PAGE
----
Tuesday, January 16, 2007

Macaroni & Cheese

Adapted from The Frances Virginia Tea Room Cookbook by Mildred Huff Coleman

I once had Sunday supper in Cleveland at the home of my friend Polly's mother. She had people over in the late afternoon after they had all been to the symphony. It was a warm sunny day in early summer. The women wore cool cotton dresses; the men, linen blazers. Ruth was a good cook. Now, almost forty years later, I still have a number of her favorite recipes in the loose-leaf book of things I cook most. 

That day the menu was plain - classic chicken salad, macaroni and cheese, a huge tossed Caesar-like salad, and triangles of toasted buttered pita bread, which I had never seen before as bags of pita chips were not yet available at the market. Dinner was served buffet-style, and people found chairs to perch on - or not - but no one sat at a table. All the guests had a great time, drinking chilled white wine and eating everything in sight. The macaroni and cheese, in particular, disappeared in the blink of an eye. It was then I realized that simple - even humble - food can make a great party. Lots of quaffable wine doesn't hurt either. In the summer, Portuguese vinho verde is good. It is low in alcohol and just slightly, festively frizzante.

My friend Carolyn found this recipe in the spiral-bound Frances Virginia Tea Room Cookbook. It doesn't have four cheeses or a secret ingredient. You don't make a cheese sauce. It isn't even creamy. It's baked and custardy. Around here we call it macarini and cheese because someone wrote that down when they were scribbling the recipe on a note pad. It seemed funny at the time, and it stuck.

I have never had this work properly using anything other than elbow macaroni; I use DeCecco since I can find it, but my favorite pastas are Pasta Setaro and Faella, and they don't make the elbow shape. Pasta Setaro does make a shape called Nodi Marini, named after the sailor's knot it resembles, and it does hold sauce well so I will try that soon.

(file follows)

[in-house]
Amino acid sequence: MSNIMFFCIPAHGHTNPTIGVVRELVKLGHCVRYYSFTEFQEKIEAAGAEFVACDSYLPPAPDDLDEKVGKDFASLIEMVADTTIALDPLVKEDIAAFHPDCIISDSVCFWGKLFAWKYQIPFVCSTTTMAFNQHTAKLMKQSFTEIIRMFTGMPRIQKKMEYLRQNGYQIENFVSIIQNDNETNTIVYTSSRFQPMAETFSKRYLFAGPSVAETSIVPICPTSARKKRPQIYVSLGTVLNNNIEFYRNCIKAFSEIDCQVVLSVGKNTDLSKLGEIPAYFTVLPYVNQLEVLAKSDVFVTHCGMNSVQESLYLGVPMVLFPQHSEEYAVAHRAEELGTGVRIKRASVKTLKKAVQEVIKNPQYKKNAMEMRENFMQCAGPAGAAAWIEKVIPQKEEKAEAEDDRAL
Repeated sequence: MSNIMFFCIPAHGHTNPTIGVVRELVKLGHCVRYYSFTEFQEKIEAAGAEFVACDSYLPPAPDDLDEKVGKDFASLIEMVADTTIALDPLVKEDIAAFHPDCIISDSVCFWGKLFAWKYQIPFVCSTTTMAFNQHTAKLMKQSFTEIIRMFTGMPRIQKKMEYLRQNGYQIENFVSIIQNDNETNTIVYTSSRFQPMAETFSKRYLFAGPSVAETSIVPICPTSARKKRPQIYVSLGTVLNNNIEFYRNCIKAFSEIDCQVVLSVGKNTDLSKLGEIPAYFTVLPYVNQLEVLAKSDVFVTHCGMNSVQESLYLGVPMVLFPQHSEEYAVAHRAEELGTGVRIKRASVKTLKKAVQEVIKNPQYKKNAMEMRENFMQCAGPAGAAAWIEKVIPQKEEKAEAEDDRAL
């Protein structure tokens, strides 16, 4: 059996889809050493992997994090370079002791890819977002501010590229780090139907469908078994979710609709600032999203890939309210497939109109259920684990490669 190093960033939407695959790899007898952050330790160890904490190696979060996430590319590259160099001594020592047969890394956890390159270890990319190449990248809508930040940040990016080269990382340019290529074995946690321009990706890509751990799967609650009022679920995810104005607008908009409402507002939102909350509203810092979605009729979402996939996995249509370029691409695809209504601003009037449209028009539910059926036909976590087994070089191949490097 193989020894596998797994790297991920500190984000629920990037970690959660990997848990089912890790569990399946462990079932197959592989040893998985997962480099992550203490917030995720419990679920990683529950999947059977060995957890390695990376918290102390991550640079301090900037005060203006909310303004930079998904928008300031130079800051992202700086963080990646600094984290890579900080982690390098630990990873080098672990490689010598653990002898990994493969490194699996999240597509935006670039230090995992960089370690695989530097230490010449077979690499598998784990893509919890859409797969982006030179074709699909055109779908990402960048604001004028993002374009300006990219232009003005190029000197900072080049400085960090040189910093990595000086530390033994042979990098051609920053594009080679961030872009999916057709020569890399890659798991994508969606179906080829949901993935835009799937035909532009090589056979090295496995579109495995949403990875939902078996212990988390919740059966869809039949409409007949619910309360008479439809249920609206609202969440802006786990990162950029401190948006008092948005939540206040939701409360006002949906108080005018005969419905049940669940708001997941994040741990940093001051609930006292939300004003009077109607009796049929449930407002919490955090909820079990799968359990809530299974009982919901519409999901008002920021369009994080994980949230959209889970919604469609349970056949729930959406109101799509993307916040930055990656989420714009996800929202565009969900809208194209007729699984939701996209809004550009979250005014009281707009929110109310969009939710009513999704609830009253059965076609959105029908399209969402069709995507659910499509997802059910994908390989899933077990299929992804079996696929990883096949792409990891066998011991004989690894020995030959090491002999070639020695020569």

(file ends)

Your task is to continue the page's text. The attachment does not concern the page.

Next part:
There is a similar recipe on NYTCooking, but it has more cheese in the casserole and on top. I haven't tried it because I like this dish so much, but it is worth reading about.

"Macarini" & Cheese
Adapted from The Frances Virginia Lee Tea Room Cookbook

4 ounces of uncooked elbow macaroni (If this is measured, it's a generous cup.)
2 cups whole milk
1 egg, lightly beaten
⅛ to ¼ teaspoon salt
8 ounces sharp cheddar cheese, cut into small cubes
A little butter to coat the casserole. You can dot the top with 2 tablespoons of butter, but I don't.

Preheat the oven to 350°F.  Butter a 1½ quart casserole. The one I use is Pyrex, rounded on the bottom.

Cook the macaroni in boiling salted water until slightly underdone. Drain, and set aside. Mix the beaten egg, milk, and salt together in a medium bowl. Add the cooked macaroni and the cubes of cheese, and stir. Pour the mixture into the buttered casserole. Dot the top with the optional slivers of butter, if you're using it.

Bake at 350°F until firm and lightly brown, about 30 minutes. Let stand for a few minutes before serving.

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